The "dark" Middle Ages were followed by a time known in art and literature as the Renaissance. The word "renaissance" means "rebirth" in French and was used to denote a phaze in the cultural development of Europe between the 14th and 17th centuries.
The wave of progress reached the shores of England only in the 16th century. The ideas of the Renaissance came to England together with the ideas of the Reformation (the establishment of the national Church) and were called the "New Learning". Every year numbers of new books were brought out, and these books were sold openly, but few people could read and enjoy them. The universities were lacking in teachers to spread the ideas of modern thought. So, many English scholars began to go to Italy, where they learned to understand the ancient classics, and when they came home they adapted their classical learning to the needs of the country. Grammar schools (primary schools) increased in number. The new point of view passed from the schools to the home and to the market place.
Many of the learned men in Italy came from the great city of Constantinopole. It was besieged and taken by Turks in 1453. All the great libraries and schools in Constanstinople had been broken up and destroyed. The Latin and Greek scholars were driven out of the city, glad to escape with their lives and with such books as they could carry away with them. Being learned men, many of them found a welcome in the cities and towns in which they stopped. They began to teach the people how to read the Latin and Greek books which they had brought with them and also taught them to read the Latin and Greek books which were kept in many towns of Europe, but which few people at that time were able to read.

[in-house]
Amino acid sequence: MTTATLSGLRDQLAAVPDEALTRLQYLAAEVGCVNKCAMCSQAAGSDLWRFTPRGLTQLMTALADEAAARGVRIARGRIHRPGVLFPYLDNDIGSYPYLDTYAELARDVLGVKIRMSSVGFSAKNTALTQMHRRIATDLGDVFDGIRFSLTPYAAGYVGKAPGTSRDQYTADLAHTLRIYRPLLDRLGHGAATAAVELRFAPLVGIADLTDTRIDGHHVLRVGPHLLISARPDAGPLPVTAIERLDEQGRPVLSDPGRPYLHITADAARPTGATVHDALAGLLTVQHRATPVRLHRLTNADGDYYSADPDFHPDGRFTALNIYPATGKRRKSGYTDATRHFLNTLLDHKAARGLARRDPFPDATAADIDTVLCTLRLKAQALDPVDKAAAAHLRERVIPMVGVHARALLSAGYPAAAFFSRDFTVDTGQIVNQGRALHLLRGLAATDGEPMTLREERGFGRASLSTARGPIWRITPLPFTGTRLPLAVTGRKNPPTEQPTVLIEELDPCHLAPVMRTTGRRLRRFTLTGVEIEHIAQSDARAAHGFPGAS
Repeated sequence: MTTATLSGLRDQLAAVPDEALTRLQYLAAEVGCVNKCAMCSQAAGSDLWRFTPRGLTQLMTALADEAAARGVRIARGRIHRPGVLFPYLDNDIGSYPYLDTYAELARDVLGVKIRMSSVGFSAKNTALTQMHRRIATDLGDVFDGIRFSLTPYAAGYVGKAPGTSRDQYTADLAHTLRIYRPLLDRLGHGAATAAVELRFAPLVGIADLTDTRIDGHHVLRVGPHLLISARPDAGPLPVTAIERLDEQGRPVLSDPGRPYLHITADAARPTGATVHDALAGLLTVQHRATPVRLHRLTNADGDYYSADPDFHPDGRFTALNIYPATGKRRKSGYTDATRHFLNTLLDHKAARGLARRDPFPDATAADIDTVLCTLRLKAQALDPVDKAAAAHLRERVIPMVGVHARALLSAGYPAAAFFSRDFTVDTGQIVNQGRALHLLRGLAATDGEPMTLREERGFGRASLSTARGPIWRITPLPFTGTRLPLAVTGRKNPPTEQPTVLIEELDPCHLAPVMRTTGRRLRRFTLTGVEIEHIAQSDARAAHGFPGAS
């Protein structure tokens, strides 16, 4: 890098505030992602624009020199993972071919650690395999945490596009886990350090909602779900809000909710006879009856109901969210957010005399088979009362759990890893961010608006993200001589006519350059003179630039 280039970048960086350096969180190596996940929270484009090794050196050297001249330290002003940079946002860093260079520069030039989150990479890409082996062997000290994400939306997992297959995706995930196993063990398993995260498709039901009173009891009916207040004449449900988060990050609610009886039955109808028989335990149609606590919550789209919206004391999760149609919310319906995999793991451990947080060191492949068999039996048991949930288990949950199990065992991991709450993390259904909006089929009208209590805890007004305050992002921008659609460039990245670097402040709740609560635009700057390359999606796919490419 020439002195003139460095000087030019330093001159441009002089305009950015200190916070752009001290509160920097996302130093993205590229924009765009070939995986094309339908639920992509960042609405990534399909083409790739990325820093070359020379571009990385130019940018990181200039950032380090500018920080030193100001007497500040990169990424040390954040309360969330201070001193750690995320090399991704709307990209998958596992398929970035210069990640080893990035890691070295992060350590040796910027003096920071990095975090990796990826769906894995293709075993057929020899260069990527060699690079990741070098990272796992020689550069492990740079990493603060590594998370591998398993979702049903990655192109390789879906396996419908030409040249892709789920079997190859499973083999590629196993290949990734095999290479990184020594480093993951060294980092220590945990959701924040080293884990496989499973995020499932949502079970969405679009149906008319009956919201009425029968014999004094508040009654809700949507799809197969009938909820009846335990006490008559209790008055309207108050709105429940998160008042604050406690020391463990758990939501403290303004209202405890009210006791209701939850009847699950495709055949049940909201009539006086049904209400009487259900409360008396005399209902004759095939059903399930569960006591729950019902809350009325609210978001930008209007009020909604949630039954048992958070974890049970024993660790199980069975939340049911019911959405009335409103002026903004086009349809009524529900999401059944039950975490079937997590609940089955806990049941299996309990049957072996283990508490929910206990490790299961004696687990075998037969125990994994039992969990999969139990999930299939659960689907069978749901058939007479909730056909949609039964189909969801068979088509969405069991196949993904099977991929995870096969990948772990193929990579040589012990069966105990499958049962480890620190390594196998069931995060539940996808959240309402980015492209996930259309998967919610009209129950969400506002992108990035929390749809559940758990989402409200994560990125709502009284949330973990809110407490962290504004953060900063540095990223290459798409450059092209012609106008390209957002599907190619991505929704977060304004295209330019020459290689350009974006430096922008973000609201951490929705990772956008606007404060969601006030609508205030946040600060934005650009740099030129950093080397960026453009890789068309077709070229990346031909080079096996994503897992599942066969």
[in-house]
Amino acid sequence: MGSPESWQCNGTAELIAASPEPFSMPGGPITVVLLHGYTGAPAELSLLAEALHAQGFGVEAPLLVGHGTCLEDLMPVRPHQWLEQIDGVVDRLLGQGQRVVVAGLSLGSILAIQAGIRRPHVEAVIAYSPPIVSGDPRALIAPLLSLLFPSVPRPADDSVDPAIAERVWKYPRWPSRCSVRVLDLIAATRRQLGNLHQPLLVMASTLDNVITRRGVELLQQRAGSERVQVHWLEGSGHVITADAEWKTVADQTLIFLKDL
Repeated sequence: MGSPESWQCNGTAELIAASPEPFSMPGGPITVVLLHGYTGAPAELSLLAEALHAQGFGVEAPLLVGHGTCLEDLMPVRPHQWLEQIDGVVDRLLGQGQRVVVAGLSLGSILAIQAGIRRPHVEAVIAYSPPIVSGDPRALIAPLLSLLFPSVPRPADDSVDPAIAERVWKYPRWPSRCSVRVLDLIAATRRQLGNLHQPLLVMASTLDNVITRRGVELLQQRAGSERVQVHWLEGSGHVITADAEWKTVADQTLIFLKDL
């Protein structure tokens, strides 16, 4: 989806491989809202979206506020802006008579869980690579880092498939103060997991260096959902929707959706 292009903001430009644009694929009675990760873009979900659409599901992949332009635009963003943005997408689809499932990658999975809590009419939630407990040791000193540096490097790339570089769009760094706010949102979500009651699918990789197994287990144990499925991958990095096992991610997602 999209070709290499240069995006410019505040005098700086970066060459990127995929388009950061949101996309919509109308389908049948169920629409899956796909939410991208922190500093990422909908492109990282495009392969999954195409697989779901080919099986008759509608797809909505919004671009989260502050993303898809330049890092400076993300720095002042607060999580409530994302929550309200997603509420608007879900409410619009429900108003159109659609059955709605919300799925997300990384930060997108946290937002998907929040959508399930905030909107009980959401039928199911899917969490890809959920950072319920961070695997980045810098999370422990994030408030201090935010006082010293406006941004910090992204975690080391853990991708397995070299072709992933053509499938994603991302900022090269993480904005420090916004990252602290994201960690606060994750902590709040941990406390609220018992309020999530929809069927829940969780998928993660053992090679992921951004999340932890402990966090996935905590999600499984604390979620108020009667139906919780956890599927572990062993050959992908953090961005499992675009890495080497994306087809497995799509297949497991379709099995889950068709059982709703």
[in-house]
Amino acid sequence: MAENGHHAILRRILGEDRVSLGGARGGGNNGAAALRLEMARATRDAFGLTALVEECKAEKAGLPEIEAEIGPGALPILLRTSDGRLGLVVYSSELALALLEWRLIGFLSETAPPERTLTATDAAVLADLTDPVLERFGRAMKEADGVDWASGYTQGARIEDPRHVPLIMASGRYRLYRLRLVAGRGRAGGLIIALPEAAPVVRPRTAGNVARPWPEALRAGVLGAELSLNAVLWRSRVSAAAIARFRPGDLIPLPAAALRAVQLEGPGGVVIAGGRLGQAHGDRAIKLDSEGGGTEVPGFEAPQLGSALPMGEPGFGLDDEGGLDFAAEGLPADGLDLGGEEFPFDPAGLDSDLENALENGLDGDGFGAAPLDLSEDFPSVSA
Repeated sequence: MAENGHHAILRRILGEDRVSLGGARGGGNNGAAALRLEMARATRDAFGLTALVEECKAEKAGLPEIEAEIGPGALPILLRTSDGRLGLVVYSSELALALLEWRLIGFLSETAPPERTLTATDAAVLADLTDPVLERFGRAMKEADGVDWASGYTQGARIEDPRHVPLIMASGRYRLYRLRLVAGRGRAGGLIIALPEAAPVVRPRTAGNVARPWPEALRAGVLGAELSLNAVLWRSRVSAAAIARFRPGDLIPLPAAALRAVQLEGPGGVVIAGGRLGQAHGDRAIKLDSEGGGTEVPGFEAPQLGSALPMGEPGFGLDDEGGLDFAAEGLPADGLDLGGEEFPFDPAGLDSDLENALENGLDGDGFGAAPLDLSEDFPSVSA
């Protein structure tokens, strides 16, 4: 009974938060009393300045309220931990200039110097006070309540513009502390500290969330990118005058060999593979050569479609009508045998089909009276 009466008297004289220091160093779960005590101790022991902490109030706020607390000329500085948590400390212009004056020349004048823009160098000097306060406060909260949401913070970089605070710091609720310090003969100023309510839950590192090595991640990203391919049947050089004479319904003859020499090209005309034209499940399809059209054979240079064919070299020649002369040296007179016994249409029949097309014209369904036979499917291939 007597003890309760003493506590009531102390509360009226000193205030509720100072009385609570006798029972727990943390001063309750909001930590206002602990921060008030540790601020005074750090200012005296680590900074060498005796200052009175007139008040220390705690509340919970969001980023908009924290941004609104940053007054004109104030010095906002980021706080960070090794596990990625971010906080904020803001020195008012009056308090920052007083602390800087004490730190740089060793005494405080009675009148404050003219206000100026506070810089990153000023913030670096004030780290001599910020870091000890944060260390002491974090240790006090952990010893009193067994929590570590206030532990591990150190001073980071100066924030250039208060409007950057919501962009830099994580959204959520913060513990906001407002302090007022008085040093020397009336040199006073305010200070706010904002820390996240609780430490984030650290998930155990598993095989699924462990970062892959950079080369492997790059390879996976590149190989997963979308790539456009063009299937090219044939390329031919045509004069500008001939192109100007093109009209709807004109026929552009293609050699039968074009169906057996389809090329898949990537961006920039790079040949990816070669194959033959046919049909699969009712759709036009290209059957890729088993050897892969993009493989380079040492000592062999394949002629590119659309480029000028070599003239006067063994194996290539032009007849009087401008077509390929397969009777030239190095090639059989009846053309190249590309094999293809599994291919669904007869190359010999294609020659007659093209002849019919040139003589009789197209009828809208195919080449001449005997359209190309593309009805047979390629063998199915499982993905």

Foreign scholars and artists began to teach in England during the reign of Henry VIII. In painting and music the first period of the Renaissance was one of imitation. Painting was represented by German artist Holbein, and music by Italians and French men. With literature the case was different. The English poets and dramatists popularized much of the new learning. The freedom of thought of English humanists revealed itself in antifeudal and even antibourgeois ideas, showing the life of their own people as it really was. Such a writer was the humanist Thomas More.
Thomas More (1478-1535)
Thomas More, the first English humanist of the Renaissance, was born in London in 1478. Educated at Oxford, he could write a most beautiful Latin. It was not the Latin of the Church but the original classical Latin. At Oxford More met a foreign humanist, and made friends with him. Erasmus believed in the common sense of a man and taught that men ought to think for themselves, and not merely to believe things to be true because their fathers, or the priest had said they were true. Later, Thomas More wrote many letters to Erasmus and received many letters from him.
Thomas More began life as a lawyer. During the reign of Henry VII he became a member of Parliament. He was an active-minded man and kept a keen eye on the events of his time. The rich landowners at the time were concentrating on sheep-raising because it was very profitable. Small holders were not allowed to till the soil and were driven off their lands. The commons (public ground) were enclosed and fields converted into pastures. The mass of the agricultural population were doomed to poverty. Thomas More set to work to find the reason of this evil. He was the first great writer on social and political subjects in England.
Fourteen years after Henry VIII came to the throne, More was made Speaker of the House of Commons. The Tudor monarchy was an absolute monarchy, and Parliament had very little power to resist the king. There was, however, one matter on which Parliament was very determined. That was the right to vote or to refuse to vote for the money. Once when the King wanted money and asked Parliament to vote him 800.000, the members sat silent. Twice the King's messengers called, and twice they had to leave without an answer. When Parliament was called together again, Thomas More spoke up and urged that the request be refused. After a long discussion a sum less then half the amount requested by the King was voted, and that sum was to be spread over a period of four years.